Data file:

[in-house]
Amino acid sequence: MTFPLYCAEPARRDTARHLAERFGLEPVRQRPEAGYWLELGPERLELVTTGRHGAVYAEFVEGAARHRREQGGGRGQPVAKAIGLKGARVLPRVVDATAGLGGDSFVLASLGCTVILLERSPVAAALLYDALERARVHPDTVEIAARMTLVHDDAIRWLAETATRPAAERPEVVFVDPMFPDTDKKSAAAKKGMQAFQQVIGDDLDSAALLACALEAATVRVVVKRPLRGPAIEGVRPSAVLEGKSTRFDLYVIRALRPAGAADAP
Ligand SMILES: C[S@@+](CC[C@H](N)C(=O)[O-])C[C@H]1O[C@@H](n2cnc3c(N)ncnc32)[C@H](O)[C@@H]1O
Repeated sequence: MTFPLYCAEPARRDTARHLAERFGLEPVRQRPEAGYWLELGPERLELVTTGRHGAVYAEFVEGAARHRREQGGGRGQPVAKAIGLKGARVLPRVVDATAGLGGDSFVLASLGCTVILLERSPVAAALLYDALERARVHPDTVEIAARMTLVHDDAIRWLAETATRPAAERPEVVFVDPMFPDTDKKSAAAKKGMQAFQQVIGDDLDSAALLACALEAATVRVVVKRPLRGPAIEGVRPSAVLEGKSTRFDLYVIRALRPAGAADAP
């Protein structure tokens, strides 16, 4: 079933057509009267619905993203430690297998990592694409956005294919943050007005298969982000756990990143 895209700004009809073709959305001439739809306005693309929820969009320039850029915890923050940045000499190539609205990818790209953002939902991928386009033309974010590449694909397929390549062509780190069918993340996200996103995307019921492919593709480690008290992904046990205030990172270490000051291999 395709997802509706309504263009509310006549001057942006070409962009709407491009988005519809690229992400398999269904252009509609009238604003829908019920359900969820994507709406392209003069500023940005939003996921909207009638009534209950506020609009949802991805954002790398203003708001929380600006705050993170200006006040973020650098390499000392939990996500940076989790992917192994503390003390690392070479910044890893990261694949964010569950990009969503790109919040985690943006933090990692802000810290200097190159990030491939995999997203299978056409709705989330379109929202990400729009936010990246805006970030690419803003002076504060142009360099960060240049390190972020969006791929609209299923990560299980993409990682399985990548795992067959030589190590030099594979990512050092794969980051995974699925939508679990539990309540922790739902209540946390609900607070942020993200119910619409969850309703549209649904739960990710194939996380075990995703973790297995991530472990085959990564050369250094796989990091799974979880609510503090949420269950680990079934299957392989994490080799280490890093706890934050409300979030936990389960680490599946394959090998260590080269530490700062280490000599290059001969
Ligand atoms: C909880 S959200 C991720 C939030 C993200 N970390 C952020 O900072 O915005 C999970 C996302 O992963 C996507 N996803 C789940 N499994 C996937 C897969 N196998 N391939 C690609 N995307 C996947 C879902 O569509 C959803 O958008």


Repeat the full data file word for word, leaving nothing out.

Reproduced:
[in-house]
Amino acid sequence: MTFPLYCAEPARRDTARHLAERFGLEPVRQRPEAGYWLELGPERLELVTTGRHGAVYAEFVEGAARHRREQGGGRGQPVAKAIGLKGARVLPRVVDATAGLGGDSFVLASLGCTVILLERSPVAAALLYDALERARVHPDTVEIAARMTLVHDDAIRWLAETATRPAAERPEVVFVDPMFPDTDKKSAAAKKGMQAFQQVIGDDLDSAALLACALEAATVRVVVKRPLRGPAIEGVRPSAVLEGKSTRFDLYVIRALRPAGAADAP
Ligand SMILES: C[S@@+](CC[C@H](N)C(=O)[O-])C[C@H]1O[C@@H](n2cnc3c(N)ncnc32)[C@H](O)[C@@H]1O
Repeated sequence: MTFPLYCAEPARRDTARHLAERFGLEPVRQRPEAGYWLELGPERLELVTTGRHGAVYAEFVEGAARHRREQGGGRGQPVAKAIGLKGARVLPRVVDATAGLGGDSFVLASLGCTVILLERSPVAAALLYDALERARVHPDTVEIAARMTLVHDDAIRWLAETATRPAAERPEVVFVDPMFPDTDKKSAAAKKGMQAFQQVIGDDLDSAALLACALEAATVRVVVKRPLRGPAIEGVRPSAVLEGKSTRFDLYVIRALRPAGAADAP
């Protein structure tokens, strides 16, 4: 079933057509009267619905993203430690297998990592694409956005294919943050007005298969982000756990990143 895209700004009809073709959305001439739809306005693309929820969009320039850029915890923050940045000499190539609205990818790209953002939902991928386009033309974010590449694909397929390549062509780190069918993340996200996103995307019921492919593709480690008290992904046990205030990172270490000051291999 395709997802509706309504263009509310006549001057942006070409962009709407491009988005519809690229992400398999269904252009509609009238604003829908019920359900969820994507709406392209003069500023940005939003996921909207009638009534209950506020609009949802991805954002790398203003708001929380600006705050993170200006006040973020650098390499000392939990996500940076989790992917192994503390003390690392070479910044890893990261694949964010569950990009969503790109919040985690943006933090990692802000810290200097190159990030491939995999997203299978056409709705989330379109929202990400729009936010990246805006970030690419803003002076504060142009360099960060240049390190972020969006791929609209299923990560299980993409990682399985990548795992067959030589190590030099594979990512050092794969980051995974699925939508679990539990309540922790739902209540946390609900607070942020993200119910619409969850309703549209649904739960990710194939996380075990995703973790297995991530472990085959990564050369250094796989990091799974979880609510503090949420269950680990079934299957392989994490080799280490890093706890934050409300979030936990389960680490599946394959090998260590080269530490700062280490000599290059001969
Ligand atoms: C909880 S959200 C991720 C939030 C993200 N970390 C952020 O900072 O915005 C999970 C996302 O992963 C996507 N996803 C789940 N499994 C996937 C897969 N196998 N391939 C690609 N995307 C996947 C879902 O569509 C959803 O958008």